K. David Hambright
Professor of Biology

Phone: (405)325-7435
Fax: (405)325-7440

RM/Lab:SH304/UOBS & PHSC 219H, L, & M.

Dr. Hambright's web page

K. David HambrightCurrent Research Interests and Subject Areas Available for Graduate Research

Ecological interactions between freshwater consumer and prey species are the primary foci of my lab group, the Plankton Ecology and Limnology Laboratory (PEL Lab). Our studies have covered a broad range of aquatic organisms, from bacteria to fish, with emphases on lake and reservoir ecosystems. We are particularly interested in understanding how consumers affect community and ecosystem level dynamics through direct and indirect effects on planktonic microbial assemblages via mechanisms such as selective consumption, alteration of competitive forces, and changes in nutrient cycling dynamics. Laboratory and field experimentation play key roles in PEL Lab research, and we typically employ multiple but separate approaches to both basic and applied questions. Graduate and undergraduate students working in the PEL lab are free to explore any topic in aquatic ecology and evolutionary biology. Current student research includes the investigation of factors that affect distributional patterns of the harmful algal bloom (HAB) species Prymnesium parvum across the regional landscape using qPCR and biogeochemical surveys; experimental analyses of acute and chronic impacts of HAB toxins on fish and zooplankton; analytical and toxicological characterization of HAB toxins; analysis of the effects of environmental variation, including HABs, on population dynamics, abundances, and reproductive strategies of monogonont rotifers; the study and metagenomic documentation of microbial diversity across environmental gradients; study of the ecology of invasive Zebra mussels and potential their interactions with the invasive Harris mud crab in Lake Texoma; genomic sequencing and gene expression studies in Prymnesium; and the use of remote sensing technologies for quantification of water quality in regional lakes.

To learn more about this research, visit Dr. Hambright's web page.

 

Ph.D., Cornell University

M.Sc., Texas Christian University

B.Sc., University of North Carolina, Charlotte

 

 

Back to Biology Faculty


Representative publications:

  • Remmel, E.J. and K.D. Hambright. 2012. Toxin-assisted micropredation: Experimental evidence shows that contact micropredation rather than exotoxicity is the role of Prymnesium toxins. Ecology Letters 15: 126-132.

  • Zamor, R.M., K.L. Glenn, and K.D. Hambright. 2012. Incorporating molecular tools into routine HAB monitoring programs: using qPCR to track invasive Prymnesium. Harmful Algae 15:1-7.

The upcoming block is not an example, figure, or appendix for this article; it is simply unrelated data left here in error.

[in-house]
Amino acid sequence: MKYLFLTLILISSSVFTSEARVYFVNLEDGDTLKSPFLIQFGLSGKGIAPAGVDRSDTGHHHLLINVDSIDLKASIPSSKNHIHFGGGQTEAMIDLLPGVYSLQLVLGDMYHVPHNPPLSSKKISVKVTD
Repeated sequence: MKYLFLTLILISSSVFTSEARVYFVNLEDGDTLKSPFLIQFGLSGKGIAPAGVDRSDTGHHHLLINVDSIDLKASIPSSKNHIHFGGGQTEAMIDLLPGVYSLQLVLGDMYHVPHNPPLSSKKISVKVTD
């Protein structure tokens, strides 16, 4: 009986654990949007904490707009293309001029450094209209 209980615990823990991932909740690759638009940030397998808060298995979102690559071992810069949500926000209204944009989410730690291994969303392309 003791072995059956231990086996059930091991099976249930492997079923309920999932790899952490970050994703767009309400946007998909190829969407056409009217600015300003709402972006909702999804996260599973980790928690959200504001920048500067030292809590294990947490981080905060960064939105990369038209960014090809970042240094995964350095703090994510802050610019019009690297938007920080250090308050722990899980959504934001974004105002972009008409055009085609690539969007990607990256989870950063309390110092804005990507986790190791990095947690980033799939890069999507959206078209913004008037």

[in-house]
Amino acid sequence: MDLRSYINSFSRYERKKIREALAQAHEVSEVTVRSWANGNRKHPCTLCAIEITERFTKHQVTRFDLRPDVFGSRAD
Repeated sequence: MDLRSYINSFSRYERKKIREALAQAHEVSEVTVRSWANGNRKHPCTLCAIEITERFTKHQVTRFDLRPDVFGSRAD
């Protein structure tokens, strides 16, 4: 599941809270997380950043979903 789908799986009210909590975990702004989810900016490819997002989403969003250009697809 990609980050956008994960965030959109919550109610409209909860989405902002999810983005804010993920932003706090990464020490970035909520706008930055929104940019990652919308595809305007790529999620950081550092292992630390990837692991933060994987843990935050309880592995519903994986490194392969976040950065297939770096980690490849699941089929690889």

• Hargrave, C.W., K.D. Hambright, & L.J. Weider. 2011. Variation in resource consumption across a gradient of increasing intra- and interspecific richness. Ecology 92:1226-1235.

  • Remmel, E.J., N. Kohmescher, J.H. Larson, & K.D. Hambright. 2011. An experimental analysis of harmful algae-zooplankton interactions and the ultimate defense. Limnology and Oceanography 56:461-470.

  • Hambright, K.D., R.M. Zamor, J.D. Easton, K.G. Looper, E.J. Remmel, & A.C. Easton. 2010. Dynamics of an invasive toxigenic protist in a subtropical reservoir. Harmful Algae 9:568-577.

  • Cichewicz, R.H. & K.D. Hambright. 2010. A revised amino group pKa for prymnesins does not provide decisive evidence for a pH-dependent mechanism of Prymnesium parvum’s toxicity. Toxicon 55:1035-1037.

  • Henrikson, J.C. M.S. Gharfeh, A.C. Easton, J.D. Easton, K.L. Glenn, S.L. Mooberry, K.D. Hambright, R.H. Cichewicz. 2010. Reassessing the ichthyotoxin profile of cultured Prymnesium parvum (Golden Algae) and comparing it to samples collected from recent freshwater bloom and fish kill events in North America. Toxicon 55:1396-1404.

  • Hambright, K.D. 2008. Long-term zooplankton body size and species changes in a subtropical lake: implications for lake management. Fundamental and Applied Limnology 173:1-13.

  • Hambright, K.D., T. Zohary, W. Eckert, S. Schwartz, C.L. Schelske, and P.R. Leavitt. 2008. Human engineered hydrological changes: exploitation and destabilization of the Sea of Galilee. Ecological Applications 18:1591-1603.

  • Hambright, K.D., T. Zohary, and H. Güde. 2007. Microzooplankton dominate carbon flow and nutrient cycling in a warm subtropical freshwater lake. Limnology and Oceanography 52:1018-1025.


 

 

 

OU Home

College of Arts and Sciences

Email Webmaster